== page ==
Can addiction happen with a prescribed opioid medication?

Navigate the fine line between opioid dependence & addiction. Understand the crucial distinctions, risks, and how to ensure safe prescription practices.

Ophelia team
Prescription opioid pills
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Fact checked by
Erica Lyons, DNP, MS, APRN, FNP-BC

Many people are hesitant to take prescribed opioids for pain following surgery or a major injury. Even when taken properly and medicinally, there is still a risk associated even with a prescribed opioid dosage. Opioids are widely known to be addictive; however, how can someone tell the difference between addiction and dependency?

This guide discusses the differences between the body’s response to opioids as addictive or dependent, as well as ways to help decrease the potential for either circumstance to occur.

Why is understanding the distinction between dependence and addiction important?

According to the Centers for Disease Control and Prevention, over three-quarters of overdose-related deaths in 2021 involved opioids, for a total of over 80,000 fatalities. The opioid crisis is a clear and present danger across the country, and accurate information is crucial to help both individuals and institutions make informed decisions about the use of prescription opioids. 

The conflation of physical opioid dependence and addiction can have serious consequences in an individual’s life. When taking longer treatments, it’s not unusual for a person to experience dependence without experiencing true addiction. Mislabeling the former as the latter may cause the patient to face loss of access to necessary medication and treatment, and even loss of work or housing. This destabilization of a patient’s life in the middle of treatment can be disastrous. 

Dependence vs. addiction: What is the difference?

Opioid dependence

As with many substances – whether taken medicinally, illicitly, or recreationally – the human body has a tendency to develop an increasing tolerance to opioids during periods of prolonged usage. In effect, this means that a static dosage of a prescription opioid will become less and less effective at managing pain when used for more than a few weeks in a row. 

To continue managing symptoms, healthcare providers may increase the dose of a patient’s prescription. While this is safe when managed properly by a healthcare professional, it does mean that patients may be responsibly taking a much stronger prescription by the end of their treatment than they were at the beginning.

While such treatment is ongoing, the body begins to understand that the presence of opioids is consistent and reliable. Eventually, the body begins to rely on opioids to help regulate everyday processes. This is what’s known as opioid dependence — the body’s physical need to maintain an opioid in the system to function normally. If a patient discontinues the use of their opioid prescription during this time, they are likely to experience the symptoms of withdrawal, which can be particularly uncomfortable and even unsafe with opioids.

Opioid addiction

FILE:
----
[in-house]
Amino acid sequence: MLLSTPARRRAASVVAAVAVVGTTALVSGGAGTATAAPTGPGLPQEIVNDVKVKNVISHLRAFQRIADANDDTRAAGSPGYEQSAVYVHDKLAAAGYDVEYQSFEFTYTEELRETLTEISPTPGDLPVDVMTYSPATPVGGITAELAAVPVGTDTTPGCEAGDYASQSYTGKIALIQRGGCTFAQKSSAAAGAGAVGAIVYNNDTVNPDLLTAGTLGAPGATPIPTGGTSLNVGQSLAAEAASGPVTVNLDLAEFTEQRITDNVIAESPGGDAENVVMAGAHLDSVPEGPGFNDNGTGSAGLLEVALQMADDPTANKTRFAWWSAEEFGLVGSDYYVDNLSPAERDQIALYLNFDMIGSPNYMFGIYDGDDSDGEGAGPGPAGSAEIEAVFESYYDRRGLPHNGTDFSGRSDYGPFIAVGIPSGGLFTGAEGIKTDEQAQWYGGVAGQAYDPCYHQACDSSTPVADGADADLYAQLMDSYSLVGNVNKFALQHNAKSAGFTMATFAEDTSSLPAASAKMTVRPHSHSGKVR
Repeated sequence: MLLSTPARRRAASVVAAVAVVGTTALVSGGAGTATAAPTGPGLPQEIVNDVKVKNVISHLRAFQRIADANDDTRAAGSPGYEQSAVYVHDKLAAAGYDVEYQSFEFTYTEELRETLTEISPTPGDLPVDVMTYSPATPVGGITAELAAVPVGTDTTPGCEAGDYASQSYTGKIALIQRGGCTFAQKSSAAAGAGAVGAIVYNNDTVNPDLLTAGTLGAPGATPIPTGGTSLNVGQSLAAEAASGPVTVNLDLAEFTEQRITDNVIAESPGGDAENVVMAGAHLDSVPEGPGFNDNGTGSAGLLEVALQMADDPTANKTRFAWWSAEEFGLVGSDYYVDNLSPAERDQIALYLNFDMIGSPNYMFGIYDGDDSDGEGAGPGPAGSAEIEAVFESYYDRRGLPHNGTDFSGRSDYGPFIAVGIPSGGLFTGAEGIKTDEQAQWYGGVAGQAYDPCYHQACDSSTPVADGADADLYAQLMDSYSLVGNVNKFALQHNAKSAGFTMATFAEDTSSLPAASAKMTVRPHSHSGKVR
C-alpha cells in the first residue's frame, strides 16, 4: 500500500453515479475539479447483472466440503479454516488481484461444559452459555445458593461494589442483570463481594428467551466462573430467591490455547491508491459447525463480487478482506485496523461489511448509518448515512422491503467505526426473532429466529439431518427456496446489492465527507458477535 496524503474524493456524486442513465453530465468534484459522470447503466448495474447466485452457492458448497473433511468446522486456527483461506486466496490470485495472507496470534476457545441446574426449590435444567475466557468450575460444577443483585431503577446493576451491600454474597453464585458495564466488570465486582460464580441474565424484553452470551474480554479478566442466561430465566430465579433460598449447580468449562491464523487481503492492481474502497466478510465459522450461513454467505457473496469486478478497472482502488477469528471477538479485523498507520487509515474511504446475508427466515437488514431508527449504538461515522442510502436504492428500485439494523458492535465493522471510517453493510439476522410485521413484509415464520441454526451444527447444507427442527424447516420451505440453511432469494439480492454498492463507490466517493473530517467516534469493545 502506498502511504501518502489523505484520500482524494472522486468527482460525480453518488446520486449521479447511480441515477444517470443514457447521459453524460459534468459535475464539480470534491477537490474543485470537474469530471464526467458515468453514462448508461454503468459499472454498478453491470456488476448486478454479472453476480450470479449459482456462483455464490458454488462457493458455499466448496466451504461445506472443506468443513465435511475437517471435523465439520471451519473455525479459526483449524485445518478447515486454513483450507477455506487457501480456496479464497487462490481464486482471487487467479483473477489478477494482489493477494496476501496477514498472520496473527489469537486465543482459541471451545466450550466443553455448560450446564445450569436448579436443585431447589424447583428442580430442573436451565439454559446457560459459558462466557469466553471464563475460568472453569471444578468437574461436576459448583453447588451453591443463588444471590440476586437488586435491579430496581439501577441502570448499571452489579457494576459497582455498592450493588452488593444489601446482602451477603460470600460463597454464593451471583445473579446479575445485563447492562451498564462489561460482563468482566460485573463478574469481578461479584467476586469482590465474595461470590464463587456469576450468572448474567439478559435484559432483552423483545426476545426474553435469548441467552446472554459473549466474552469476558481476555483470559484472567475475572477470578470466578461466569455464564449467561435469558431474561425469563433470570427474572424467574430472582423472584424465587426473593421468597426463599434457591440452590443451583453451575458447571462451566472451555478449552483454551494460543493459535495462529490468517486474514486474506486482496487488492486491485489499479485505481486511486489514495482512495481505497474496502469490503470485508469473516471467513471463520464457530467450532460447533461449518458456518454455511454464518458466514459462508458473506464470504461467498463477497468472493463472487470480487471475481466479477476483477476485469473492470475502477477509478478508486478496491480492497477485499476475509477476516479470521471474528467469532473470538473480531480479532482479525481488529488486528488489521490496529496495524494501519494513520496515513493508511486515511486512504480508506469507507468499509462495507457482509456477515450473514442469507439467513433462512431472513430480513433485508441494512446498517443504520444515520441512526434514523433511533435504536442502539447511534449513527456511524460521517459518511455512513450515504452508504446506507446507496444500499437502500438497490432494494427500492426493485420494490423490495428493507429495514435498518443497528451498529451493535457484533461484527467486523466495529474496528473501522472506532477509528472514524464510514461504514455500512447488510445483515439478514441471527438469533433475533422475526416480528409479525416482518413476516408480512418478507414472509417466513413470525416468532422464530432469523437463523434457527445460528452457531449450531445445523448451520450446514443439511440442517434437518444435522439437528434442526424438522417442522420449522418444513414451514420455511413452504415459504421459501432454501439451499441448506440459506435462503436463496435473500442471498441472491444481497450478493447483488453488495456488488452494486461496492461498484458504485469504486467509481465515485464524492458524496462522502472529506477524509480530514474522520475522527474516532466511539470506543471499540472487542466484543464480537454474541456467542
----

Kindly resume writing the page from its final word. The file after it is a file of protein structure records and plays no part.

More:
Despite the fact that the body is now physically dependent on opioids, a patient in this situation isn’t necessarily addicted to their prescription medication. Addiction involves a psychological component that makes opioid use much riskier. 

People who are experiencing opioid addiction as a result of ongoing prescription opioid use are likely to have stronger cravings for opioids, feel the need to take their prescription more frequently, and exhibit changes to their personality, such as irritability and mood swings, especially between doses.

Opioid addiction is also much more likely to occur if a patient has a pre-existing risk factor. In particular, children, young adults, and the elderly are more likely to develop addiction when using prescription opioids. The same is true of people with a personal or family history of mental health problems, people who are prone to other addictions such as alcohol or tobacco, and people experiencing poverty, unemployment, or homelessness.

How can healthcare providers reduce the risk of opioid addiction?

Despite a prevailing belief that opioid addictions are maintained primarily through illicit acquisition and use of the drugs, the truth is that many addictions start with prescriptions and are maintained by them. People with opioid use disorder (OUD) often get their opioids directly from a doctor or through family and friends who acquire the drugs through a prescription. However, healthcare providers can still take steps to mitigate this risk and prescribe safely.

Perhaps the most important action healthcare providers can take is to critically evaluate the need for such strong medications for pain management and try other methods first. Opioids are not the only painkillers available, and it’s possible that a portion of patients who receive prescriptions could manage pain effectively without the need for opioids. Instead of being a default, these drugs may be better used as a last resort. 

When a healthcare provider does decide to prescribe opioids, they should do so carefully and be closely involved in the process. By carefully calculating a dosage and scheduling regular checkups with patients to evaluate the need for continued treatment, a healthcare professional can help patients reduce the risk of unintentional addiction. They can determine an appropriate stopping point for the treatment, and they can also gather patient feedback and identify potential addiction sooner.


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